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Business valuation in M&A
Published on April 28, 2021 11 min
Other Talks in the Series: Finance for Non-Finance Professionals
Hi, and welcome to Business Valuation in Mergers and Acquisitions or M&A. I'm Dr. Michael McDonald, and today I'd like to talk to you about how we go about doing business valuation when we're considering M&A deals.
Mergers and acquisitions are a term that's used to describe the process through which one company acquires another company. In particular, we're usually talking about publicly-traded companies in these kinds of circumstances. We don't have to be, but that's typically what's going on. The company that is looking to acquire another company, that is the company that is buying another firm is called the suitor firm while the company that is being acquired or being bought is called the target company.
Now typically, suitor firms look for target companies that are a good fit with the suitor's existing business and provide good value for suitor shareholders. Suitor firms generally offer to buyout or takeover target firms at a premium through the target firm's stock price prior to the news of that suitor's interest.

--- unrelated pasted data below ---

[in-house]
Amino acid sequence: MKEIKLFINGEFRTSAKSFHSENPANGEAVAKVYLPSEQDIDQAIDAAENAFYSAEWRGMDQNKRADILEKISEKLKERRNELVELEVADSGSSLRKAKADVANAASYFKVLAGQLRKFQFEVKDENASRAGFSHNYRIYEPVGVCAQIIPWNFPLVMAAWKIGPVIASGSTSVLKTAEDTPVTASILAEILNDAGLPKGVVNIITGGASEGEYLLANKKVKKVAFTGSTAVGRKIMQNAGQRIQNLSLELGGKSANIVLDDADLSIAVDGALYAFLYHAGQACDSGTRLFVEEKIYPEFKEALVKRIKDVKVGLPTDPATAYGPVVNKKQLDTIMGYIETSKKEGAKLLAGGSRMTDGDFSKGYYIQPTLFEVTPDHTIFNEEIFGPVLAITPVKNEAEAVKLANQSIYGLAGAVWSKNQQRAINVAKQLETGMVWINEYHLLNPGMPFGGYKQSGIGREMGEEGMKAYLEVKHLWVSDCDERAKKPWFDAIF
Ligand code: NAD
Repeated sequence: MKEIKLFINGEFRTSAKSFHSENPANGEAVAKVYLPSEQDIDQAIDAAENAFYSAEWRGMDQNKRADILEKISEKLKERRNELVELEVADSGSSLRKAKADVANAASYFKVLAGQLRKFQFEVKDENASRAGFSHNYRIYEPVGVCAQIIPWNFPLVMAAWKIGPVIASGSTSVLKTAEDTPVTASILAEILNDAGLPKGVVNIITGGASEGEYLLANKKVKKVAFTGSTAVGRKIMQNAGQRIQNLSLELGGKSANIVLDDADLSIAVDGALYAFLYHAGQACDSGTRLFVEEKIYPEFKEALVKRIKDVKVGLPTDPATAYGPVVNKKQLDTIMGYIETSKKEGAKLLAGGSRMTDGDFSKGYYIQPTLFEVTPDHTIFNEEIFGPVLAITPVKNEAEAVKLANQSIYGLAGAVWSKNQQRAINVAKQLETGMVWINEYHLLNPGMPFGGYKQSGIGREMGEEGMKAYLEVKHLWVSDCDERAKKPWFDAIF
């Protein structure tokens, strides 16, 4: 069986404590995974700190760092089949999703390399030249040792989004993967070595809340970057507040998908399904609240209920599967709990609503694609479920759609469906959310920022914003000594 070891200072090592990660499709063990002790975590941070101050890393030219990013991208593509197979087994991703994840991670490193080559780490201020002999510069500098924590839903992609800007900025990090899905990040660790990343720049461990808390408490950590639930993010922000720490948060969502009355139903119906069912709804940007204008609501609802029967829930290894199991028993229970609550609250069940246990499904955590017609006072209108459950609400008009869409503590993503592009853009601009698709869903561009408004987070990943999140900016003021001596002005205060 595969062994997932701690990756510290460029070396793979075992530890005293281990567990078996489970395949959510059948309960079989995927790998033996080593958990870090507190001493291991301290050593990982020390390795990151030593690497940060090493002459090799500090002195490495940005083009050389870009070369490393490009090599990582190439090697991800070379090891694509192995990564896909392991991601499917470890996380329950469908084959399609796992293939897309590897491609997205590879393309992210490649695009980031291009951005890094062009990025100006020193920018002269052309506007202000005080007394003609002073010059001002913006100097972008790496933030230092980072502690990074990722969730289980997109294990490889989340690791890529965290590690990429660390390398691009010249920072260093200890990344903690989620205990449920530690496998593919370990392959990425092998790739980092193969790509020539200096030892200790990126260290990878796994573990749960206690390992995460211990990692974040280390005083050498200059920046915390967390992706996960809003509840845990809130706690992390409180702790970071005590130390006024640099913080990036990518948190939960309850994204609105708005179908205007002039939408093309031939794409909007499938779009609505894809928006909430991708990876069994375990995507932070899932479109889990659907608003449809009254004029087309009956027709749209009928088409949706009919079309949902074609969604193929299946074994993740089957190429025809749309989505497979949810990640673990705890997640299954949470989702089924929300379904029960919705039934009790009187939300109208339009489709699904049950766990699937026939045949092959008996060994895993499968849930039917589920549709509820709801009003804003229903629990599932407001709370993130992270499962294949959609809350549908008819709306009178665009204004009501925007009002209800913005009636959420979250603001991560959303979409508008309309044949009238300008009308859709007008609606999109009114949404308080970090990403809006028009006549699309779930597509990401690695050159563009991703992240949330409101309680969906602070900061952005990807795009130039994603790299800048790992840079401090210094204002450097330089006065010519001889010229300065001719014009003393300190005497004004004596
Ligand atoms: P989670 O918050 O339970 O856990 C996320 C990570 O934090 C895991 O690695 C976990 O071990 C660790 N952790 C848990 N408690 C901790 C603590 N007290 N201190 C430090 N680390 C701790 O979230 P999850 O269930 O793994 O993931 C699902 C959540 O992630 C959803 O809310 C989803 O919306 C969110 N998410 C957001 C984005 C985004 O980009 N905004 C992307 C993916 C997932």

Why would a buyout premium be needed in cases like this though? For instance, let's just imagine that we've got, say, General Electric looking to buy a smaller company, let's say ABC Company. Why would General Electric need to offer more to ABC shareholders than the current stock price? What do you think? Would you ever have a target firm that would accept a buyout at the same price the stock is currently trading at? If ABC stock is trading at $50 a share for instance, and GE comes in and offers $50, or $50.01, or $49.99, would that target firm shareholders ever say, "Yes. I do want to take that buyout?" What do you think? Now, let's just imagine for a minute that GE again comes in, they're going to buy ABC shares at $75 per share. That's the buyout offer they've offered, and yesterday ABC was trading at $50 per share. What do you think will happen to that stock's price, to ABC's price in this case when shareholders learn that ABC is going to be the target of that buyout attempt? What's likely to happen to the stock price?